Post-its were used for comments at each point on the parkway.
Photo by Mike Salmon.
Speeding was mentioned more than once at the National Park Service’s second public information meeting that focused on the George
Washington Parkway. Cars going 70 or 80 miles per hour were part of the discussion, followed by hazards at the Belle View Boulevard and Belle Haven Road intersections, where they’re even considering a roundabout.
“These are our main intersections where a lot of crashes occur,” said Lt. Allan Stone of the Park Police.
A simple answer to dispatch more speed enforcement morphed into suggestions of more crosswalks, signs or traffic signals dangling over the roadway. The overhead signals are not part of the parkway aesthetics and as far as enforcement: “We have been, there’s been a concentrated effort,” Stone said.
The meeting was to discuss recommendations to improve safety at key intersections on the George Washington Memorial Parkway between the City of Alexandria and Mount Vernon. This is the next step in the National Park Service (NPS) and Federal Highway Administration’s ongoing work to improve safety on this section of the parkway. It also is the first time the NPS will be sharing previously developed study recommendations with the public.
Since the first meeting in July, the park service has been trying to gauge what the situation is on the parkway and the accompanying bike trail that has made this park feature a valuable asset for the surrounding communities. At Belle Haven Road, the first intersection south of Old Town, Alexandria, there is a lot of traffic, plus pedestrians and bicyclists, but not much of an island for those making the dash from Belle View to the river and the bike trail. This was on the top of the list of 11 intersections that need attention.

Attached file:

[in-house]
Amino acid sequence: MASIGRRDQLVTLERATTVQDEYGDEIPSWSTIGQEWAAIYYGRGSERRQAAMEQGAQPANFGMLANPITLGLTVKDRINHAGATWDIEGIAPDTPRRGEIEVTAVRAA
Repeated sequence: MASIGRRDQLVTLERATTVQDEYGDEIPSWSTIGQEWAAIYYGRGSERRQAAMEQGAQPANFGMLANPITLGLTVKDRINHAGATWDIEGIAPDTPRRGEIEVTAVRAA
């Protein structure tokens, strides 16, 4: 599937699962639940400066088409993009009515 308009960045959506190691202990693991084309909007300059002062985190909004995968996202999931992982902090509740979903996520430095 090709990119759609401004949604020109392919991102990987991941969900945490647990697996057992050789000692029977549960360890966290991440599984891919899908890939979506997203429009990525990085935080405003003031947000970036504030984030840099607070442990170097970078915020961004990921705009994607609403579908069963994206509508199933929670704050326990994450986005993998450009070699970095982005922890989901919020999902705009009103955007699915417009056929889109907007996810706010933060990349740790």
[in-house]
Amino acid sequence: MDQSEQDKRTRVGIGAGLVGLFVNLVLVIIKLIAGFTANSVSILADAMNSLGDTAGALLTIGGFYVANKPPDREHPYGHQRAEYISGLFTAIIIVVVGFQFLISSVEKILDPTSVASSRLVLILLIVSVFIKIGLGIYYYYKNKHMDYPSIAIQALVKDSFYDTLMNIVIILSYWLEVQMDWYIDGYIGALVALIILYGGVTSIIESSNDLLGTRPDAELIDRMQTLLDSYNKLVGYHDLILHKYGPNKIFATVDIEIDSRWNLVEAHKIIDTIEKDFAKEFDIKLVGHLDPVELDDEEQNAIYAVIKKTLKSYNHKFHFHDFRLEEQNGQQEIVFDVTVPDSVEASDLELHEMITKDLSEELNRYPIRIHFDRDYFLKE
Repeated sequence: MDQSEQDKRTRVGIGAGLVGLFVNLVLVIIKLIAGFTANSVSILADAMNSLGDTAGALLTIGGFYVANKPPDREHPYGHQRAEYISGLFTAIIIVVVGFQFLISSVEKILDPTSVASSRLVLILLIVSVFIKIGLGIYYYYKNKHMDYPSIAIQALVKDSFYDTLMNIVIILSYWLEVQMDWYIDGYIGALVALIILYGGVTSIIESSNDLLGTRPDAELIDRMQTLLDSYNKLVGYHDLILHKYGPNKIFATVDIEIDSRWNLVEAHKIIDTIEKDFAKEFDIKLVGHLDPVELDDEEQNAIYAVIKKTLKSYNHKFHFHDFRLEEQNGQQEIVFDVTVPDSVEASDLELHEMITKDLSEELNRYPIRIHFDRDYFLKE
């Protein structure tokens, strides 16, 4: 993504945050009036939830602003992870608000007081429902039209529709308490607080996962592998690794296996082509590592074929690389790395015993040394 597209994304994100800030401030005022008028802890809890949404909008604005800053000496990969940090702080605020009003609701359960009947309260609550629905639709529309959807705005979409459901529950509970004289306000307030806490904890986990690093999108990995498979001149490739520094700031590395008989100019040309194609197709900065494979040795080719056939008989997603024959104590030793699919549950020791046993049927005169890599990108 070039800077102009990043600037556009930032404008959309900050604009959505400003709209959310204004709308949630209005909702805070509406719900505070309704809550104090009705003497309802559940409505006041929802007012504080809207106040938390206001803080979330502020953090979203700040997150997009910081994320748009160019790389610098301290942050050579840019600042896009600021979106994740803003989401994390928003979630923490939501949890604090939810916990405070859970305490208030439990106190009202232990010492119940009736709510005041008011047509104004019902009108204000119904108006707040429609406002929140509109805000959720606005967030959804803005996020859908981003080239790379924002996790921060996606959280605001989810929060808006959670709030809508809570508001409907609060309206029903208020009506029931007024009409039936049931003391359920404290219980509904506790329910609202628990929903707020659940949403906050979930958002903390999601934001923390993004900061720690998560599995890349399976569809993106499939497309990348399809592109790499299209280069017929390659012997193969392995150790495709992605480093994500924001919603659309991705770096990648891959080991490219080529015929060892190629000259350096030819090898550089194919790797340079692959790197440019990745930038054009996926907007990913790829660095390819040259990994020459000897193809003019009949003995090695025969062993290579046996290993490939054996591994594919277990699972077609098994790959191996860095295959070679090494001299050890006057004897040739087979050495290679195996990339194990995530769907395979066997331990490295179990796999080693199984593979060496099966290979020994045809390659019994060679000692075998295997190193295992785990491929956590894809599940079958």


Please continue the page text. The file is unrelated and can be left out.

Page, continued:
A roundabout intersection is one of the possibilities for this area, but there wasn’t a lot of enthusiasm amongst the nearby residents. “I can’t get across,” said Patty Wanzer who lives in the Shadowbrook community. “I have to stop on the grass, it’s pretty scary,” she said.
One suggestion is to have left turns eliminated, and possibly implement J-Turns for those heading south. Tammy Fox didn’t think the “no left turns,” is a good idea. “No left turn out of my street, that’s a problem,” she said.
Park Superintendent Charles Cuvelier noted that after the first meeting, there were 90 suggestions, and they honed that number down to 47 they are looking at. One suggestion was to turn the whole road over to the Virginia Department of Transportation, and another suggestion was to put up overhead traffic signals. “The traffic light doesn’t make the cut,” Cuvelier said.
Another item that wasn’t meshing with the suggestions was the budget. They get $13.4 million a year, and $13 million goes to manpower, Cuvelier said. “This is the nature of infrastructure in America,” he said.
There was a comment about the shooting of Bijan Ghaisar in 2017 and a Park Police officer addressed that, saying “we are limited on what we can share.”
There was a moment of silence for Ghaisar.
The process of narrowing it down will resume and another meeting will be held in March 2020, Cuvelier said.